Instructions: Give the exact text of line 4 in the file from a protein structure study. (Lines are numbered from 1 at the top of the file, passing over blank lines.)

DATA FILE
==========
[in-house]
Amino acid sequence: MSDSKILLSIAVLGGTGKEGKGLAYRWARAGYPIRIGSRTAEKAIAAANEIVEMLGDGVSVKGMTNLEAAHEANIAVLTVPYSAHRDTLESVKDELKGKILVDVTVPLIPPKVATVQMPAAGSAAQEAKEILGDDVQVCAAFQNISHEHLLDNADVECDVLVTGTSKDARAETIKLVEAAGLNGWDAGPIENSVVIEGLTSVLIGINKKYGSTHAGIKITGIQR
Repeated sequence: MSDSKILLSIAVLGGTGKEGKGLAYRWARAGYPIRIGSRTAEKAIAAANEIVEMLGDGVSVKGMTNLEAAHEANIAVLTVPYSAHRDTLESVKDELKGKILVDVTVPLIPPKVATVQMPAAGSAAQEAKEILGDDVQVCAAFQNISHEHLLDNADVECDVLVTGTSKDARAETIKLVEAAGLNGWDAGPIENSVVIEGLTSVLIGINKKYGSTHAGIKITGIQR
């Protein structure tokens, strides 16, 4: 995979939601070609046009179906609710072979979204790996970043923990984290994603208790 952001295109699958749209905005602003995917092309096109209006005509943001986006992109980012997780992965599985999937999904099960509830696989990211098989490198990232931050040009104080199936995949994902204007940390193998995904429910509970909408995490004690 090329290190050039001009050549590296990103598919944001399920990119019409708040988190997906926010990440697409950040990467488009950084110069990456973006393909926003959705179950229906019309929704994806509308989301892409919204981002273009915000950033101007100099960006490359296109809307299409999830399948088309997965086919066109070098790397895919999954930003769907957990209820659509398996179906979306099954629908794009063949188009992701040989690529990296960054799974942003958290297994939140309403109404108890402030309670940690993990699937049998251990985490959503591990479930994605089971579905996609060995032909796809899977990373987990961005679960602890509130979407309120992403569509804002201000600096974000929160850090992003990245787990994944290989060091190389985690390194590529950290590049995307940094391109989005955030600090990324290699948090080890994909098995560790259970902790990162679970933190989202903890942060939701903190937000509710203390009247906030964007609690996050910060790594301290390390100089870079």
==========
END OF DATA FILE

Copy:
């Protein structure tokens, strides 16, 4: 995979939601070609046009179906609710072979979204790996970043923990984290994603208790 952001295109699958749209905005602003995917092309096109209006005509943001986006992109980012997780992965599985999937999904099960509830696989990211098989490198990232931050040009104080199936995949994902204007940390193998995904429910509970909408995490004690 090329290190050039001009050549590296990103598919944001399920990119019409708040988190997906926010990440697409950040990467488009950084110069990456973006393909926003959705179950229906019309929704994806509308989301892409919204981002273009915000950033101007100099960006490359296109809307299409999830399948088309997965086919066109070098790397895919999954930003769907957990209820659509398996179906979306099954629908794009063949188009992701040989690529990296960054799974942003958290297994939140309403109404108890402030309670940690993990699937049998251990985490959503591990479930994605089971579905996609060995032909796809899977990373987990961005679960602890509130979407309120992403569509804002201000600096974000929160850090992003990245787990994944290989060091190389985690390194590529950290590049995307940094391109989005955030600090990324290699948090080890994909098995560790259970902790990162679970933190989202903890942060939701903190937000509710203390009247906030964007609690996050910060790594301290390390100089870079």